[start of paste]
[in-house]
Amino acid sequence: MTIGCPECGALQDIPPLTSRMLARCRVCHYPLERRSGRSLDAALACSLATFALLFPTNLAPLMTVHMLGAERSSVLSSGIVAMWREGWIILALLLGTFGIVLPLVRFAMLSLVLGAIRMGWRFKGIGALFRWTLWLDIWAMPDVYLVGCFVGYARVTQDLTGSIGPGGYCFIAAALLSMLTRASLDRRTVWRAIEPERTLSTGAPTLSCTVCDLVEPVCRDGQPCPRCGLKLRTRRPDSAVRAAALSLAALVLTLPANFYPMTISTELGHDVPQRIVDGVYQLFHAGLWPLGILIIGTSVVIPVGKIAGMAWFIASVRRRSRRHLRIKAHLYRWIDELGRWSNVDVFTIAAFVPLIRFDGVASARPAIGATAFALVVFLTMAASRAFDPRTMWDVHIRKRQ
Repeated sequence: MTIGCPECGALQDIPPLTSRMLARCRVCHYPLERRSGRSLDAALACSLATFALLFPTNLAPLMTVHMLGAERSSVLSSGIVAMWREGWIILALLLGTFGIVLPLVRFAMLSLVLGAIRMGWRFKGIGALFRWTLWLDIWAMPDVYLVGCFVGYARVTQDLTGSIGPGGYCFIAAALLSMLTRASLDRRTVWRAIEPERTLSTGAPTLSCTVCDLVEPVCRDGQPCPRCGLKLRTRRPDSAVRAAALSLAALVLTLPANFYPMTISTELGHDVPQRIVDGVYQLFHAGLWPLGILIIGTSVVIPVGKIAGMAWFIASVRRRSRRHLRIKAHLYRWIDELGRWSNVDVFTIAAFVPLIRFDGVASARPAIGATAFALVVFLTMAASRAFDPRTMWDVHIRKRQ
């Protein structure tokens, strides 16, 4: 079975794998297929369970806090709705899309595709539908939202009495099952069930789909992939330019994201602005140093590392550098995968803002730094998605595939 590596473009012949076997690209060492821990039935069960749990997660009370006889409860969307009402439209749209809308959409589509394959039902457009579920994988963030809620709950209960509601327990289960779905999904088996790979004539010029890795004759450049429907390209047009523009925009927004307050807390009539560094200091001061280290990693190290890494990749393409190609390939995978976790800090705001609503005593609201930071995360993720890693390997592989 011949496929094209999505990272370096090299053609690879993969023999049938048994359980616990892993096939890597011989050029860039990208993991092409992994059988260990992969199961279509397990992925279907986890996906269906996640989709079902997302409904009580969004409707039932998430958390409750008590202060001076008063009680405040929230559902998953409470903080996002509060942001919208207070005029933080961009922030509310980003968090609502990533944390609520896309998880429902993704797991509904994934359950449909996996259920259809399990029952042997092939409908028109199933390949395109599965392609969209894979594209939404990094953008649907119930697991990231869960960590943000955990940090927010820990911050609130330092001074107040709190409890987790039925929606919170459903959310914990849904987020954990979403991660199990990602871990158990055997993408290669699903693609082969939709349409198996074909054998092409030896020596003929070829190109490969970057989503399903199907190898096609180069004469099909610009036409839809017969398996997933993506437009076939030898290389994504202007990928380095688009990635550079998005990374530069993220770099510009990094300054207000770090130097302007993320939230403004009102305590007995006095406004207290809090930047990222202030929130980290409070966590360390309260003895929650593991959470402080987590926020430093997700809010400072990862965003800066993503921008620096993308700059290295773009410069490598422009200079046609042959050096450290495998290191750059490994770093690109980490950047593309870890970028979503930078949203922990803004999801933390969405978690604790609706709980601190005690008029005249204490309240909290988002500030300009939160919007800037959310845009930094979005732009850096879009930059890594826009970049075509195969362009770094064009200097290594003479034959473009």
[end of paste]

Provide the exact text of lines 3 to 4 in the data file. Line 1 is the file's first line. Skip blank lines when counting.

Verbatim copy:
Repeated sequence: MTIGCPECGALQDIPPLTSRMLARCRVCHYPLERRSGRSLDAALACSLATFALLFPTNLAPLMTVHMLGAERSSVLSSGIVAMWREGWIILALLLGTFGIVLPLVRFAMLSLVLGAIRMGWRFKGIGALFRWTLWLDIWAMPDVYLVGCFVGYARVTQDLTGSIGPGGYCFIAAALLSMLTRASLDRRTVWRAIEPERTLSTGAPTLSCTVCDLVEPVCRDGQPCPRCGLKLRTRRPDSAVRAAALSLAALVLTLPANFYPMTISTELGHDVPQRIVDGVYQLFHAGLWPLGILIIGTSVVIPVGKIAGMAWFIASVRRRSRRHLRIKAHLYRWIDELGRWSNVDVFTIAAFVPLIRFDGVASARPAIGATAFALVVFLTMAASRAFDPRTMWDVHIRKRQ
């Protein structure tokens, strides 16, 4: 079975794998297929369970806090709705899309595709539908939202009495099952069930789909992939330019994201602005140093590392550098995968803002730094998605595939 590596473009012949076997690209060492821990039935069960749990997660009370006889409860969307009402439209749209809308959409589509394959039902457009579920994988963030809620709950209960509601327990289960779905999904088996790979004539010029890795004759450049429907390209047009523009925009927004307050807390009539560094200091001061280290990693190290890494990749393409190609390939995978976790800090705001609503005593609201930071995360993720890693390997592989 011949496929094209999505990272370096090299053609690879993969023999049938048994359980616990892993096939890597011989050029860039990208993991092409992994059988260990992969199961279509397990992925279907986890996906269906996640989709079902997302409904009580969004409707039932998430958390409750008590202060001076008063009680405040929230559902998953409470903080996002509060942001919208207070005029933080961009922030509310980003968090609502990533944390609520896309998880429902993704797991509904994934359950449909996996259920259809399990029952042997092939409908028109199933390949395109599965392609969209894979594209939404990094953008649907119930697991990231869960960590943000955990940090927010820990911050609130330092001074107040709190409890987790039925929606919170459903959310914990849904987020954990979403991660199990990602871990158990055997993408290669699903693609082969939709349409198996074909054998092409030896020596003929070829190109490969970057989503399903199907190898096609180069004469099909610009036409839809017969398996997933993506437009076939030898290389994504202007990928380095688009990635550079998005990374530069993220770099510009990094300054207000770090130097302007993320939230403004009102305590007995006095406004207290809090930047990222202030929130980290409070966590360390309260003895929650593991959470402080987590926020430093997700809010400072990862965003800066993503921008620096993308700059290295773009410069490598422009200079046609042959050096450290495998290191750059490994770093690109980490950047593309870890970028979503930078949203922990803004999801933390969405978690604790609706709980601190005690008029005249204490309240909290988002500030300009939160919007800037959310845009930094979005732009850096879009930059890594826009970049075509195969362009770094064009200097290594003479034959473009």